Mimikatz, developed by Benjamin Delpy (@gentilkiwi), is a well-regarded post-exploitation tool, which allows adversaries to extract plain text passwords, NTLM hashes and Kerberos tickets from memory, as well as perform attacks such as pass-the-hash, pass-the-ticket or build a golden ticket. Arguably, the primary use of Mimikatz is retrieving user credentials from LSASS process memory for use in post exploitation lateral movement.
Recently, Microsoft has introduced Credentials Guard in Windows 10 Enterprise and Windows Server 2016, which uses virtualization-based security to isolate secrets, and it is very effective in preventing Mimikatz from retrieving hashes directly from memory. Also, Mimikatz has become a prime target of most endpoint protection solutions, from Windows Defender to FireEye HX, and they are very aggressive in their efforts to detect and prevent it. Although these efforts are bound to fail, they are increasingly becoming a nuisance.
In secure environments, where Mimikatz should not be executed due to controls such as Credential Guard, an adversary can perform an Internal Monologue Attack, in which they invoke a local procedure call to the NTLM authentication package (MSV1_0) from a user-mode application through SSPI to calculate a NetNTLM response in the context of the logged on user, after performing an extended NetNTLM downgrade.
The Internal Monologue Attack flow is described below:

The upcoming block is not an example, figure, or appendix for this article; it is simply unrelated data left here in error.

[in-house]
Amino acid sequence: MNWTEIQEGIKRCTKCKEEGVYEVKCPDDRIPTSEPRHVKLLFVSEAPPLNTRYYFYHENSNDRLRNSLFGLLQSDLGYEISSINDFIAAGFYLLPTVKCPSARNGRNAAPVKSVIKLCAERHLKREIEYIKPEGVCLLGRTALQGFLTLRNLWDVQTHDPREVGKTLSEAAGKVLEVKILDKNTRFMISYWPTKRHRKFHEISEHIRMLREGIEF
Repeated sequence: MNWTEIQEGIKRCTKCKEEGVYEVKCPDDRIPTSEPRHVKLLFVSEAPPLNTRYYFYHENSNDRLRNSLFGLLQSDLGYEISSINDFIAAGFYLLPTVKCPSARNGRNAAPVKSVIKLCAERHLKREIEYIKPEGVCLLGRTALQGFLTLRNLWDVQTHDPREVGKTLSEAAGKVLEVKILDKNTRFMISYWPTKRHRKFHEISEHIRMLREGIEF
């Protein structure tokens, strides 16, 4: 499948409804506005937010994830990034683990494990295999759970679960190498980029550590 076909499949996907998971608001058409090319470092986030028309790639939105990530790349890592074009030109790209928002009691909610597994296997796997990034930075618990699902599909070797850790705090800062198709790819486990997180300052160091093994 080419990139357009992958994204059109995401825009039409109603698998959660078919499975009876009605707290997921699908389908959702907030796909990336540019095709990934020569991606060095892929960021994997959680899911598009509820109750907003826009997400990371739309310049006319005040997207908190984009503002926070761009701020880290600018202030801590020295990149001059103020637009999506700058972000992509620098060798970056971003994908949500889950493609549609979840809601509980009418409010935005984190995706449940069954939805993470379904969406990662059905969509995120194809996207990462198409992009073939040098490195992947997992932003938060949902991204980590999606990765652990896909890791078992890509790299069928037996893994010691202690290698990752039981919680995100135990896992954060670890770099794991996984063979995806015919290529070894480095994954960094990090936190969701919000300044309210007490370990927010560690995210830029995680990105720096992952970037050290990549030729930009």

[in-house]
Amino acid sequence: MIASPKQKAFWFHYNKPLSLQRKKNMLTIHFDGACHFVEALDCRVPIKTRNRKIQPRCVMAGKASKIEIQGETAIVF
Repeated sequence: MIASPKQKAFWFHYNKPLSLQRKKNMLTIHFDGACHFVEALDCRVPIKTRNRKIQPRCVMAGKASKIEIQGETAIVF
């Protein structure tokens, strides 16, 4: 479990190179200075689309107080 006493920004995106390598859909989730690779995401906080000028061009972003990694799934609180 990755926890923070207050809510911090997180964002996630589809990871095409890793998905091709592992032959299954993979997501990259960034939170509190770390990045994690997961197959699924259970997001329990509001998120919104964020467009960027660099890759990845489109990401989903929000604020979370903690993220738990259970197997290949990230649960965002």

+ Disable NetNTLMv1 preventive controls by changing LMCompatibilityLevel, NTLMMinClientSec and RestrictSendingNTLMTraffic to appropriate values, as described above.
+ Retrieve all non-network logon tokens from currently running processes and impersonate the associated users.
+ For each impersonated user, interact with NTLM SSP locally to elicit a NetNTLMv1 response to the chosen challenge in the security context of the impersonated user.
+ Restore the original values of LMCompatibilityLevel, NTLMMinClientSec and RestrictSendingNTLMTraffic.
+ Crack the NTLM hash of the captured responses using rainbow tables.
+ Pass the Hash.
The Internal Monologue Attack is arguably stealthier than running Mimikatz because there is no need to inject code or dump memory to/from a protected process. Because the NetNTLMv1 response is elicited by interacting with NTLM SSP locally, no network traffic is generated, and the chosen challenge is not easily visible. No successful NTLM authentication event is recorded in the logs.
Proof of Concept
This tool is a proof of concept that implements the Internal Monologue Attack in C#. Porting the code to PowerShell may substitute certain event logs in the audit trail with others. The PoC code is far from perfect.
+ Visual Studio
Use and Dwonload:
git clone https://github.com/eladshamir/Internal-Monologue && cd Internal-Monologue